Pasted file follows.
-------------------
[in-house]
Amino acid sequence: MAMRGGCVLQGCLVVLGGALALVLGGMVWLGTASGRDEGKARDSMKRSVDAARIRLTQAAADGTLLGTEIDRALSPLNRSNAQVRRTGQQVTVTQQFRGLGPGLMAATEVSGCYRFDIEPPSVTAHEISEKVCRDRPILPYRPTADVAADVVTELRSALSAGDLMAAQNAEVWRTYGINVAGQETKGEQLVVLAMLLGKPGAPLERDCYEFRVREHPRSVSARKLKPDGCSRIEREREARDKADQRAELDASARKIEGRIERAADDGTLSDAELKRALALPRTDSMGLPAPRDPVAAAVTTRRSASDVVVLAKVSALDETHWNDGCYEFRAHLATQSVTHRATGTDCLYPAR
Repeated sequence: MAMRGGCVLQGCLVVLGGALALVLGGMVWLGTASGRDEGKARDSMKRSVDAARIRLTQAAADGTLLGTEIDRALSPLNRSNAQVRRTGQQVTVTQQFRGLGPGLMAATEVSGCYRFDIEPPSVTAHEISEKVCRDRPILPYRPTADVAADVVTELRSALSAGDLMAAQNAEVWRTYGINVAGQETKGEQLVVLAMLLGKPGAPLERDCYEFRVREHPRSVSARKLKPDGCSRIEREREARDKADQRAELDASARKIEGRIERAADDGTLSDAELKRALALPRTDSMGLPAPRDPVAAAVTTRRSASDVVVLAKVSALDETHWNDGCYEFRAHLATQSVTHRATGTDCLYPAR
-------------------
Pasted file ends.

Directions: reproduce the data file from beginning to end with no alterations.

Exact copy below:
[in-house]
Amino acid sequence: MAMRGGCVLQGCLVVLGGALALVLGGMVWLGTASGRDEGKARDSMKRSVDAARIRLTQAAADGTLLGTEIDRALSPLNRSNAQVRRTGQQVTVTQQFRGLGPGLMAATEVSGCYRFDIEPPSVTAHEISEKVCRDRPILPYRPTADVAADVVTELRSALSAGDLMAAQNAEVWRTYGINVAGQETKGEQLVVLAMLLGKPGAPLERDCYEFRVREHPRSVSARKLKPDGCSRIEREREARDKADQRAELDASARKIEGRIERAADDGTLSDAELKRALALPRTDSMGLPAPRDPVAAAVTTRRSASDVVVLAKVSALDETHWNDGCYEFRAHLATQSVTHRATGTDCLYPAR
Repeated sequence: MAMRGGCVLQGCLVVLGGALALVLGGMVWLGTASGRDEGKARDSMKRSVDAARIRLTQAAADGTLLGTEIDRALSPLNRSNAQVRRTGQQVTVTQQFRGLGPGLMAATEVSGCYRFDIEPPSVTAHEISEKVCRDRPILPYRPTADVAADVVTELRSALSAGDLMAAQNAEVWRTYGINVAGQETKGEQLVVLAMLLGKPGAPLERDCYEFRVREHPRSVSARKLKPDGCSRIEREREARDKADQRAELDASARKIEGRIERAADDGTLSDAELKRALALPRTDSMGLPAPRDPVAAAVTTRRSASDVVVLAKVSALDETHWNDGCYEFRAHLATQSVTHRATGTDCLYPAR